Why the EEA isn’t the answer to the Brexit conundrum – The Property Chronicle
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Why the EEA isn’t the answer to the Brexit conundrum EEA membership would minimise disruption but come at a high price

Political Insider

No matter how many times the Government rejects it, the idea that the UK will remain a Single Market member after leaving the European Union refuses to wither and die.

Those against Brexit, or for reducing its risks, argue that the Referendum did not instruct the government to end Single Market participation. Their opponents, however, view that program as part and parcel of the European project.

Battle still rages over what was promised by whom during the campaign, with both sides making valid claims. While the official Vote Leave campaign said the UK would leave the Single Market, there were also prominent Leave campaigners who referred to Norway and Switzerland as models for an independent UK. But Norway has a version of Single Market membership and Switzerland is closely integrated, including participating in Schengen.

The debate comes to the fore again today in the House of Commons, where MPs will vote on Lords amendments to the EU Withdrawal Bill, including one that would make remaining in the European Economic Area (EEA) a negotiating aim.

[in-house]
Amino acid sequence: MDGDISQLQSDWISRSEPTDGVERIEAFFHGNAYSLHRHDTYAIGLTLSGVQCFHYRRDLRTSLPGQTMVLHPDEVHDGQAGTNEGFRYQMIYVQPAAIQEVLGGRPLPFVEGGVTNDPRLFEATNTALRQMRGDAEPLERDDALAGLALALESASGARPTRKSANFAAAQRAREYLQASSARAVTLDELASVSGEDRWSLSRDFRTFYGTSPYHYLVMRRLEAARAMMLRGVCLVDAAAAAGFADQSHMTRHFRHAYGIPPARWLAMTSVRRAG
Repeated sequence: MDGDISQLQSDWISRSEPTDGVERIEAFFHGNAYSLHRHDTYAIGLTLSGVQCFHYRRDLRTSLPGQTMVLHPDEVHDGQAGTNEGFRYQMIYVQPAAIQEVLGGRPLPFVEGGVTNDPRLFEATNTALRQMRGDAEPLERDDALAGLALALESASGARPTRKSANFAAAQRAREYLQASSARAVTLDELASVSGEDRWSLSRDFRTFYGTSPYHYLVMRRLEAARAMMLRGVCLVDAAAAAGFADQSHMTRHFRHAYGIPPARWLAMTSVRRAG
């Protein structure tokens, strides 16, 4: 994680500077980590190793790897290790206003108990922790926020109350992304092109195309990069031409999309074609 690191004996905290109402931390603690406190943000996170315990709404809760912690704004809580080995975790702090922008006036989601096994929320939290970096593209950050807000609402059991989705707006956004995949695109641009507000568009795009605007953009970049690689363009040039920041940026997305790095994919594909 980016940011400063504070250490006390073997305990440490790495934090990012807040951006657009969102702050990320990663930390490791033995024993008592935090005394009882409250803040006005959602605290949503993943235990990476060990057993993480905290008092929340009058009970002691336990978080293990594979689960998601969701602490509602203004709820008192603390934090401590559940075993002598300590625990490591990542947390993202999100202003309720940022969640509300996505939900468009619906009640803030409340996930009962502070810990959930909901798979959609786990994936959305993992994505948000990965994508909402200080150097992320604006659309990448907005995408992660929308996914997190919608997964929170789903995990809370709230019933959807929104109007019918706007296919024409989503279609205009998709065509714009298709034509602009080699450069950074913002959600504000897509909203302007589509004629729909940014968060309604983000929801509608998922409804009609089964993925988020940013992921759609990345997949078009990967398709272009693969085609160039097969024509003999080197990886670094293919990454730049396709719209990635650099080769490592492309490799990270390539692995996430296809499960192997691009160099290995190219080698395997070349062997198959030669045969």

Although there are good reasons for that, the nature and deficiencies of the EEA arrangement demonstrate why the Government is pursuing an alternative path.

As is now well known, the EEA is an extension of the EU Internal Market to Norway, Iceland and Liechtenstein, and is described as Single Market participation. That means being part of the EU’s evolving system of harmonised laws and regulations that facilitate the cross-border movement of goods, services, capital and people. In areas where there are not yet shared rules, national ones normally suffice because all members adhere to similar standards and are part of a uniform apparatus of surveillance and enforcement.

The three non-EU EEA nations are in the European Free Trade Association (EFTA) and its secretariat manages the agreement with its EU counterparts and member states.

While it abolishes tariffs on EU trade—except on agricultural products—the EEA is not a customs union, so EFTA nations set their own tariffs. To help create a level-playing field, wealthier parties fund programs to boost the competitiveness of poorer regions. Additionally, the highly regulated market has administrative costs, and members pay those.

The EEA operates through a Joint Committee deciding which new EU rules to incorporate into the accord according to a principle known as “dynamic homogeneity”; while the treaty’s annexes are regularly updated, the aim is always to ensure parity with the Union.

There appear to be two main drivers of the Conservative policy to terminate Single Market membership by eschewing the EEA. The first is ideological. The party’s Eurosceptic wing abhors the one-size-fits-all philosophy that it claims stifles enterprise and eliminates healthy regulatory competition.